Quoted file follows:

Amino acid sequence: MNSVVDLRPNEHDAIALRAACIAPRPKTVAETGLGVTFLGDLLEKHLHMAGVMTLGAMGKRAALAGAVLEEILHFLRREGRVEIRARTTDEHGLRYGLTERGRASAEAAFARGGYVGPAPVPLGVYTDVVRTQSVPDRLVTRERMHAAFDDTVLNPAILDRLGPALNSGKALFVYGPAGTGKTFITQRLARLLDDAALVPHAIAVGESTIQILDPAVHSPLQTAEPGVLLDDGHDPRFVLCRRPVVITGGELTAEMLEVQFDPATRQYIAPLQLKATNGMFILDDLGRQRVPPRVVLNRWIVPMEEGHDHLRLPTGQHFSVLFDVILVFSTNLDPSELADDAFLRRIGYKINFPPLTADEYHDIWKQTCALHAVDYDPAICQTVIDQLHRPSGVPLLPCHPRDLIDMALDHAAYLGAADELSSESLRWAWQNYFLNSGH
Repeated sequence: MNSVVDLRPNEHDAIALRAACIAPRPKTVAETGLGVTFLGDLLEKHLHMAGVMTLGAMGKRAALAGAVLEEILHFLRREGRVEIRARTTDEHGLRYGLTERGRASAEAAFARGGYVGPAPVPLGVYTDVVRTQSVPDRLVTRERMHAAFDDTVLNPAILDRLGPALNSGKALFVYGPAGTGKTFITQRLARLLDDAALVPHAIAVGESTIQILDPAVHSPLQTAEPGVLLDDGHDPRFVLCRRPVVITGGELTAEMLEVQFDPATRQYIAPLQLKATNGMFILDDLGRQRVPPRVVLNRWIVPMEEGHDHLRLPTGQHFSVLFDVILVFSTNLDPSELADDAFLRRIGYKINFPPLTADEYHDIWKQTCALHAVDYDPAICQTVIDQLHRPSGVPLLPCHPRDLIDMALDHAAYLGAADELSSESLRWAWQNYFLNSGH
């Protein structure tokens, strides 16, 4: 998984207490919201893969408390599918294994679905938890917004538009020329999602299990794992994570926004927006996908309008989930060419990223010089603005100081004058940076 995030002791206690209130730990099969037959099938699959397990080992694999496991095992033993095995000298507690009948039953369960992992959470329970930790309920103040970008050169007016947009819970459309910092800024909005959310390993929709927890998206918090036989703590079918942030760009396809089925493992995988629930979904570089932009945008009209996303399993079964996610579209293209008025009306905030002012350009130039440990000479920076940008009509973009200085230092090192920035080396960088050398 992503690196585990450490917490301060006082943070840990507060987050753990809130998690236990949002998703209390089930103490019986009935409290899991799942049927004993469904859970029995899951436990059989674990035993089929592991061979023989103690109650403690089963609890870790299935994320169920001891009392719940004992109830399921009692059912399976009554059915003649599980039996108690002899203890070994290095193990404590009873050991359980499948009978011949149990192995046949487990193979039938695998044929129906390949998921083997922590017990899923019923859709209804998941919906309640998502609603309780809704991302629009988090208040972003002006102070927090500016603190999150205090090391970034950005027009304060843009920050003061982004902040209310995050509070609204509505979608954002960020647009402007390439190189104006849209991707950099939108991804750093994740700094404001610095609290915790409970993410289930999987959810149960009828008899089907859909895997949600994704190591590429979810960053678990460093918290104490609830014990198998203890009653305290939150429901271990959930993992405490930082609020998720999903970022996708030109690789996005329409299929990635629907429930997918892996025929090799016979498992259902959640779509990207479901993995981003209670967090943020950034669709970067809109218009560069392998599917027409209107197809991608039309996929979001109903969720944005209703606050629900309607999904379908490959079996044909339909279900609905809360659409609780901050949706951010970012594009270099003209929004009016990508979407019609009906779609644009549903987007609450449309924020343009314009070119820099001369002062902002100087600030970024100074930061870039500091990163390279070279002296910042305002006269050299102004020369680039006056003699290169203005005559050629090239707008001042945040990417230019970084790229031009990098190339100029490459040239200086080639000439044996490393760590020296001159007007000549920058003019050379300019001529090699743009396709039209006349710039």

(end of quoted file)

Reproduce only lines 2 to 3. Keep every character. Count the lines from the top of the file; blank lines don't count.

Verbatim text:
Repeated sequence: MNSVVDLRPNEHDAIALRAACIAPRPKTVAETGLGVTFLGDLLEKHLHMAGVMTLGAMGKRAALAGAVLEEILHFLRREGRVEIRARTTDEHGLRYGLTERGRASAEAAFARGGYVGPAPVPLGVYTDVVRTQSVPDRLVTRERMHAAFDDTVLNPAILDRLGPALNSGKALFVYGPAGTGKTFITQRLARLLDDAALVPHAIAVGESTIQILDPAVHSPLQTAEPGVLLDDGHDPRFVLCRRPVVITGGELTAEMLEVQFDPATRQYIAPLQLKATNGMFILDDLGRQRVPPRVVLNRWIVPMEEGHDHLRLPTGQHFSVLFDVILVFSTNLDPSELADDAFLRRIGYKINFPPLTADEYHDIWKQTCALHAVDYDPAICQTVIDQLHRPSGVPLLPCHPRDLIDMALDHAAYLGAADELSSESLRWAWQNYFLNSGH
């Protein structure tokens, strides 16, 4: 998984207490919201893969408390599918294994679905938890917004538009020329999602299990794992994570926004927006996908309008989930060419990223010089603005100081004058940076 995030002791206690209130730990099969037959099938699959397990080992694999496991095992033993095995000298507690009948039953369960992992959470329970930790309920103040970008050169007016947009819970459309910092800024909005959310390993929709927890998206918090036989703590079918942030760009396809089925493992995988629930979904570089932009945008009209996303399993079964996610579209293209008025009306905030002012350009130039440990000479920076940008009509973009200085230092090192920035080396960088050398 992503690196585990450490917490301060006082943070840990507060987050753990809130998690236990949002998703209390089930103490019986009935409290899991799942049927004993469904859970029995899951436990059989674990035993089929592991061979023989103690109650403690089963609890870790299935994320169920001891009392719940004992109830399921009692059912399976009554059915003649599980039996108690002899203890070994290095193990404590009873050991359980499948009978011949149990192995046949487990193979039938695998044929129906390949998921083997922590017990899923019923859709209804998941919906309640998502609603309780809704991302629009988090208040972003002006102070927090500016603190999150205090090391970034950005027009304060843009920050003061982004902040209310995050509070609204509505979608954002960020647009402007390439190189104006849209991707950099939108991804750093994740700094404001610095609290915790409970993410289930999987959810149960009828008899089907859909895997949600994704190591590429979810960053678990460093918290104490609830014990198998203890009653305290939150429901271990959930993992405490930082609020998720999903970022996708030109690789996005329409299929990635629907429930997918892996025929090799016979498992259902959640779509990207479901993995981003209670967090943020950034669709970067809109218009560069392998599917027409209107197809991608039309996929979001109903969720944005209703606050629900309607999904379908490959079996044909339909279900609905809360659409609780901050949706951010970012594009270099003209929004009016990508979407019609009906779609644009549903987007609450449309924020343009314009070119820099001369002062902002100087600030970024100074930061870039500091990163390279070279002296910042305002006269050299102004020369680039006056003699290169203005005559050629090239707008001042945040990417230019970084790229031009990098190339100029490459040239200086080639000439044996490393760590020296001159007007000549920058003019050379300019001529090699743009396709039209006349710039």